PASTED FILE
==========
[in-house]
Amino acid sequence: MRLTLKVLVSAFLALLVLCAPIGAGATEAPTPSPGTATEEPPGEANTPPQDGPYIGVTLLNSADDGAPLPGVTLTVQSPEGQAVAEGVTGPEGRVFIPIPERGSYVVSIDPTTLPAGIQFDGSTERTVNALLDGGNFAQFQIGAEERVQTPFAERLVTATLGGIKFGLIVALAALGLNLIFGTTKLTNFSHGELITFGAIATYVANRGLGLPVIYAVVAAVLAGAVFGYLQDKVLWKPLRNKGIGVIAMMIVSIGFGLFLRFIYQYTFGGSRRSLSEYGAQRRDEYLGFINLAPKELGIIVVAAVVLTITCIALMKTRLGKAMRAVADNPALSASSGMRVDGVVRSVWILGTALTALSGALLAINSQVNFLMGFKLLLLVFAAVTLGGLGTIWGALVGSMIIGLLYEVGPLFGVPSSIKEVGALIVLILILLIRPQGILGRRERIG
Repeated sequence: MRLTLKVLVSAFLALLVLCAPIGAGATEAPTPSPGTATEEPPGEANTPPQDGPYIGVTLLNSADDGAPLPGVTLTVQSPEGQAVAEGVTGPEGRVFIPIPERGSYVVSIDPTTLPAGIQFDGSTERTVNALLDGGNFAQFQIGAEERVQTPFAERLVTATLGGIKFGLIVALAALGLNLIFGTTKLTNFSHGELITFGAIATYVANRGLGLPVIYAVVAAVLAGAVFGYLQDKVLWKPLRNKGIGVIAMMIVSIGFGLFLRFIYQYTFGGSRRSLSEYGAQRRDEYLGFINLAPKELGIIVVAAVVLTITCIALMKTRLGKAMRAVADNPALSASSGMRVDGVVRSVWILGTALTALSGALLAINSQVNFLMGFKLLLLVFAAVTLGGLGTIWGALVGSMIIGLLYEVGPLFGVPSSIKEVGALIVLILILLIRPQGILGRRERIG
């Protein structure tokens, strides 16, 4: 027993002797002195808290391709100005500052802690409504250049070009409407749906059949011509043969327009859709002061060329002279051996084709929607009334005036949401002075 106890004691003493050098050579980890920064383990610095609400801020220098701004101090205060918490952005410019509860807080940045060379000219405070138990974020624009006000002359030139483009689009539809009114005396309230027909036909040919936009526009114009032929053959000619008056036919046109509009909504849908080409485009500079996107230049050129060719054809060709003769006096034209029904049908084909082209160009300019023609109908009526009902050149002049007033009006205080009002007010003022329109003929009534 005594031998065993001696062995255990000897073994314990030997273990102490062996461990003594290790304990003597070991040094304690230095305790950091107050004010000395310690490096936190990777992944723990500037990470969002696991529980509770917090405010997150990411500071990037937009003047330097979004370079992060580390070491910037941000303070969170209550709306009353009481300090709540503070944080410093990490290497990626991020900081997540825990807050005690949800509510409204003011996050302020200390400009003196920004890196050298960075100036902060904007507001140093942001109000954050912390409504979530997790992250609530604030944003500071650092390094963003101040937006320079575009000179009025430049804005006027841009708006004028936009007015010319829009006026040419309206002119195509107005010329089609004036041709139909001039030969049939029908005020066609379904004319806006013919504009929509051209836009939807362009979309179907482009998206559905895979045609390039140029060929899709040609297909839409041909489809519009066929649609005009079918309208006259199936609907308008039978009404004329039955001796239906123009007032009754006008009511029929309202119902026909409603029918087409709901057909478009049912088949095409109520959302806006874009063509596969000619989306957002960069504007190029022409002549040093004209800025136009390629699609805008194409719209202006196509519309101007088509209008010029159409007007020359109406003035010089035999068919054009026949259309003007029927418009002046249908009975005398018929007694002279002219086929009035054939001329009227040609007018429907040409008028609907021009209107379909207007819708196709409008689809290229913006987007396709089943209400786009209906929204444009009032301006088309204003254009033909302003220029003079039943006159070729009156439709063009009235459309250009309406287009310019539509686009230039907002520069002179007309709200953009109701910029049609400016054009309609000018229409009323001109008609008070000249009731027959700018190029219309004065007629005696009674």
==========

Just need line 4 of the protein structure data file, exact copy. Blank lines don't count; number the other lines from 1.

């Protein structure tokens, strides 16, 4: 027993002797002195808290391709100005500052802690409504250049070009409407749906059949011509043969327009859709002061060329002279051996084709929607009334005036949401002075 106890004691003493050098050579980890920064383990610095609400801020220098701004101090205060918490952005410019509860807080940045060379000219405070138990974020624009006000002359030139483009689009539809009114005396309230027909036909040919936009526009114009032929053959000619008056036919046109509009909504849908080409485009500079996107230049050129060719054809060709003769006096034209029904049908084909082209160009300019023609109908009526009902050149002049007033009006205080009002007010003022329109003929009534 005594031998065993001696062995255990000897073994314990030997273990102490062996461990003594290790304990003597070991040094304690230095305790950091107050004010000395310690490096936190990777992944723990500037990470969002696991529980509770917090405010997150990411500071990037937009003047330097979004370079992060580390070491910037941000303070969170209550709306009353009481300090709540503070944080410093990490290497990626991020900081997540825990807050005690949800509510409204003011996050302020200390400009003196920004890196050298960075100036902060904007507001140093942001109000954050912390409504979530997790992250609530604030944003500071650092390094963003101040937006320079575009000179009025430049804005006027841009708006004028936009007015010319829009006026040419309206002119195509107005010329089609004036041709139909001039030969049939029908005020066609379904004319806006013919504009929509051209836009939807362009979309179907482009998206559905895979045609390039140029060929899709040609297909839409041909489809519009066929649609005009079918309208006259199936609907308008039978009404004329039955001796239906123009007032009754006008009511029929309202119902026909409603029918087409709901057909478009049912088949095409109520959302806006874009063509596969000619989306957002960069504007190029022409002549040093004209800025136009390629699609805008194409719209202006196509519309101007088509209008010029159409007007020359109406003035010089035999068919054009026949259309003007029927418009002046249908009975005398018929007694002279002219086929009035054939001329009227040609007018429907040409008028609907021009209107379909207007819708196709409008689809290229913006987007396709089943209400786009209906929204444009009032301006088309204003254009033909302003220029003079039943006159070729009156439709063009009235459309250009309406287009310019539509686009230039907002520069002179007309709200953009109701910029049609400016054009309609000018229409009323001109008609008070000249009731027959700018190029219309004065007629005696009674």